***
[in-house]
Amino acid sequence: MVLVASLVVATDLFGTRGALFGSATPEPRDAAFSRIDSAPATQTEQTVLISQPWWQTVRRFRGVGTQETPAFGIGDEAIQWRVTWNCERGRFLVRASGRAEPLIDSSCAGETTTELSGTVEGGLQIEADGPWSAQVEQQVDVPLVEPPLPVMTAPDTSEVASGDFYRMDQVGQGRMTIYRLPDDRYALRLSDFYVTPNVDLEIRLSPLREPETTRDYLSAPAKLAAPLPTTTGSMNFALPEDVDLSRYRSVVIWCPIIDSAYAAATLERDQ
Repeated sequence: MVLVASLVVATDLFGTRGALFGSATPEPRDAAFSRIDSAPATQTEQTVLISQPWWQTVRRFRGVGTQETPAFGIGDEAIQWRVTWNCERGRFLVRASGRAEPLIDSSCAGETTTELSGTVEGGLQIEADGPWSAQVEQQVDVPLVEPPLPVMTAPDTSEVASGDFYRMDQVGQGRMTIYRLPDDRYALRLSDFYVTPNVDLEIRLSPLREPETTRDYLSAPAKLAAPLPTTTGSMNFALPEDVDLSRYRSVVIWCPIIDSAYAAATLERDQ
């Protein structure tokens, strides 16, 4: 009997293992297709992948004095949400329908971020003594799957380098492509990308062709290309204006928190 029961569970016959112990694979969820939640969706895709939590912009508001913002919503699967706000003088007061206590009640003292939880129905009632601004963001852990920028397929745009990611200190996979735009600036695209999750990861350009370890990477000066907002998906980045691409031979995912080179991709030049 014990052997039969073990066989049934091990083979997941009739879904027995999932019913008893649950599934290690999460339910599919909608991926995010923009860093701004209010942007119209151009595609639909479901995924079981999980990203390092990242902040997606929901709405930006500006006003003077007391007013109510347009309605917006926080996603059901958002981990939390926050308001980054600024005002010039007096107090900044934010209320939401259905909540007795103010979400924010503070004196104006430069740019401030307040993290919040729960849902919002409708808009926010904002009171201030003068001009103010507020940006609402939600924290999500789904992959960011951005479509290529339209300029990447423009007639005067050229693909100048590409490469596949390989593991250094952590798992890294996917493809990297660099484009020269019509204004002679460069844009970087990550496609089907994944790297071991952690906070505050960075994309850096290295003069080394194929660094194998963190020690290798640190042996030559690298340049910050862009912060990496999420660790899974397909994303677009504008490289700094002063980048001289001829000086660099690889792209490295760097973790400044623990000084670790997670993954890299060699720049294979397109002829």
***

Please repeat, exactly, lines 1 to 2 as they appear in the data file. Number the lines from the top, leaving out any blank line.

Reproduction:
[in-house]
Amino acid sequence: MVLVASLVVATDLFGTRGALFGSATPEPRDAAFSRIDSAPATQTEQTVLISQPWWQTVRRFRGVGTQETPAFGIGDEAIQWRVTWNCERGRFLVRASGRAEPLIDSSCAGETTTELSGTVEGGLQIEADGPWSAQVEQQVDVPLVEPPLPVMTAPDTSEVASGDFYRMDQVGQGRMTIYRLPDDRYALRLSDFYVTPNVDLEIRLSPLREPETTRDYLSAPAKLAAPLPTTTGSMNFALPEDVDLSRYRSVVIWCPIIDSAYAAATLERDQ